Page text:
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In another paper 1 on the inheritance of a recurring somatic 
variation in variegated ears of maize, it was shown that the 
amount of red color developed in the pericarp of variegated 
seeds bears a definite relation to the development of color in the 
progeny of such seeds. The relation is such that the more color 
there is in the pericarp of the seeds planted the more likely are 
they to produce plants with wholly self-red ears and correspond- 
ingly the less likely to produce plants with variegated ears. 
Self-red ears thus produced behave just as if they were hybrids 
between self-red and variegated races or self -red and white races, 
the behavior in . any given case depending upon whether the 
parent variegated ears were homozygous or heterozygous for 
variegated pericarp and whether they were self-pollinated oi" 
crossed with white. 

To interpret these facts I have suggested that perhaps (1) a 
Mendelian factor for variegation, V, is changed to a self-color 
factor, S, in a somatic cell, (2) that all pericarp cells directly 
descended from this modified cell develop red color, and (3)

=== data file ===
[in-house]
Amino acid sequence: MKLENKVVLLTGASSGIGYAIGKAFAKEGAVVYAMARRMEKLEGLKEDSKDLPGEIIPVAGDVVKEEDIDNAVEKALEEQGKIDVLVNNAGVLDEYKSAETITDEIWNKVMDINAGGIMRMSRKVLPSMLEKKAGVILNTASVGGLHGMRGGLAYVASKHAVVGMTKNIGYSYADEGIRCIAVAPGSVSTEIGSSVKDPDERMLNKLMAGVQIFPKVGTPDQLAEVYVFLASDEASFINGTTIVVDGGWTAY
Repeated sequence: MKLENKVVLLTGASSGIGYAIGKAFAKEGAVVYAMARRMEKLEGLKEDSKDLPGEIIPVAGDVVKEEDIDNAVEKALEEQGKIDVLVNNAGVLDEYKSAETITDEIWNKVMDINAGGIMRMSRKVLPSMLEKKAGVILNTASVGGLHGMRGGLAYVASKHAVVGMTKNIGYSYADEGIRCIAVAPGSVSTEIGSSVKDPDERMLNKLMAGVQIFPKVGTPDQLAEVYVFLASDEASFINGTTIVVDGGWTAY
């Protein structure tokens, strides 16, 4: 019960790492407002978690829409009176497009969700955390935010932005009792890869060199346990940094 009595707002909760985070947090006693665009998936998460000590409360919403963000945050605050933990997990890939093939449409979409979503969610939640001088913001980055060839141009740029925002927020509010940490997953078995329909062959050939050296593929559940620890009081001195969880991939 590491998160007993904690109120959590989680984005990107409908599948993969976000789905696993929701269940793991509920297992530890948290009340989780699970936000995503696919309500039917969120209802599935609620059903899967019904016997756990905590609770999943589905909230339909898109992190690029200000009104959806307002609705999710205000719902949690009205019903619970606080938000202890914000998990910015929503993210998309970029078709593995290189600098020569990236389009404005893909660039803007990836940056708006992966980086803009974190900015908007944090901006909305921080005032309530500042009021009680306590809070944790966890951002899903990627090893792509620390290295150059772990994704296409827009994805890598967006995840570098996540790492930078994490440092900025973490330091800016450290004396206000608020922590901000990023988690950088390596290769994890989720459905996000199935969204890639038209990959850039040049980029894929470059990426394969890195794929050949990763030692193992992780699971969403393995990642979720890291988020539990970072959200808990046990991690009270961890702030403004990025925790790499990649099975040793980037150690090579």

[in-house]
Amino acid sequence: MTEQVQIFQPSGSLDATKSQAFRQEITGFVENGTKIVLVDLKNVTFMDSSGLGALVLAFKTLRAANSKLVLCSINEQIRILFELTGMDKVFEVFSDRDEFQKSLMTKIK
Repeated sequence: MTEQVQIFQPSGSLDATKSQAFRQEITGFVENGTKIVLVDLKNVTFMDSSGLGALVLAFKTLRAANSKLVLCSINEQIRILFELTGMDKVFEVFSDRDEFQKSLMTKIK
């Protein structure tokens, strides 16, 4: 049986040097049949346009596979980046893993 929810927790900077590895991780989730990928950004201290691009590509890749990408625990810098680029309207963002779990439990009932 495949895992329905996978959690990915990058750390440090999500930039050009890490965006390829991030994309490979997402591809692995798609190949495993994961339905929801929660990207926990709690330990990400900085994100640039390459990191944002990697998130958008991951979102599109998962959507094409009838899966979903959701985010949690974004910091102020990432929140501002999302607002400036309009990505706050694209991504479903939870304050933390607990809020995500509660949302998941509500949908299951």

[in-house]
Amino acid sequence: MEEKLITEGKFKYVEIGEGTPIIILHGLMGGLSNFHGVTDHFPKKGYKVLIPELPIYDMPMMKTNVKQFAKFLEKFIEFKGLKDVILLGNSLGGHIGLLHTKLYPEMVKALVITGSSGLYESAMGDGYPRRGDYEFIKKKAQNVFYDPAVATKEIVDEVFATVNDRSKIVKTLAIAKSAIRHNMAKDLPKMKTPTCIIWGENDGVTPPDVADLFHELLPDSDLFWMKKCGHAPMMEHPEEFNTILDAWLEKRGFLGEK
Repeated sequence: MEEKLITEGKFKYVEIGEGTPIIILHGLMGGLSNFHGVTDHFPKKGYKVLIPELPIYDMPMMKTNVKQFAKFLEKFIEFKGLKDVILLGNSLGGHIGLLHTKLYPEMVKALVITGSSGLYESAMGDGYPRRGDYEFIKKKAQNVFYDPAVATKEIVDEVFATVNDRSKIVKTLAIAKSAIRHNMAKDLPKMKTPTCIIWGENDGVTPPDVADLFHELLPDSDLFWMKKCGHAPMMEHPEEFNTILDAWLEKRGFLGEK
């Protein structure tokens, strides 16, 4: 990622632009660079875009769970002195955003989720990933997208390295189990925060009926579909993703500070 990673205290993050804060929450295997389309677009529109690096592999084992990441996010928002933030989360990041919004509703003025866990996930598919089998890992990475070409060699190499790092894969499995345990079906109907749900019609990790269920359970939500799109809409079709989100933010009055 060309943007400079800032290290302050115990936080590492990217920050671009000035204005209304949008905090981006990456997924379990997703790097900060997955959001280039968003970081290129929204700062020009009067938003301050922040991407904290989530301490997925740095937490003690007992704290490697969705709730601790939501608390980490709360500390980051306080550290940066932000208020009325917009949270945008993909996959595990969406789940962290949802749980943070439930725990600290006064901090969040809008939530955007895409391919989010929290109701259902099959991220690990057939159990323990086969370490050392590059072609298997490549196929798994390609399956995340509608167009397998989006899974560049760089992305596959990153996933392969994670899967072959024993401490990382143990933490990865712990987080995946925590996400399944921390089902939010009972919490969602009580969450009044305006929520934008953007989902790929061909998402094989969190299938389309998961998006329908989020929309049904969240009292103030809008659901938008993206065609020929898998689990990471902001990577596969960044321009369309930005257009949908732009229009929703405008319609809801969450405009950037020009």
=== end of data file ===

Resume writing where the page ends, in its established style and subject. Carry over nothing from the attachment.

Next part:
that of the gametes arising from modified cells one half carry 
the S factor and one half the V factor. 2 "Whether it ever hap- 
pens that more than one half of such gametes carry S is un- 
known, but it is certain that a considerable part of them carry V. 
This is shown by the fact that self-red seeds from a variegated 
ear that has been cross-pollinated by white-eared maize produce 
a considerable percentage of variegated-eared plants. Evidently 
in such cases the duplex condition of the factors is changed to 
the simplex condition by the change of one V factor to an S 
factor, so that the zygotic formula VV becomes VS. 

Now it often happens that a considerable patch of self-red 
grains occurs on an otherwise variegated ear. The cob imme- 
diately beneath such a patch is sometimes variegated, just like 

1 Not yet in print. 

3 This hypothesis was noted in my discussion of the possible origin of 
mutations in somatic cells. American Naturalist, 47: 375-377, 1913. 



that beneath the variegated grains of the same ear, and some- 
times self-red, the red cob spot corresponding exactly with the 
patch of red grains. Yet the wholly red ears arising from such 
self-red seeds invariably have wholly red cobs without respect 
to whether the parent seeds were from a red or variegated cob 
spot. It seems possible that in some cases the change from V 
to S occurs earlier in the life of the plant than in other cases. 
In some plants the change may, it seems possible, occur soon 
after the cob is laid down, in which case all the cells of the 
glumes as well as of the pericarp over a considerable area will 
be red. In other plants it appears that the change from V to 8 
occurs independently in the rudiments of several grains, but not 
until after the glumes associated with them have been laid down. 
But in either case, it must be remembered, the red ears produced 
from such red seeds always have wholly red cobs as well as 
wholly red grains and cob and pericarp colors are coupled in all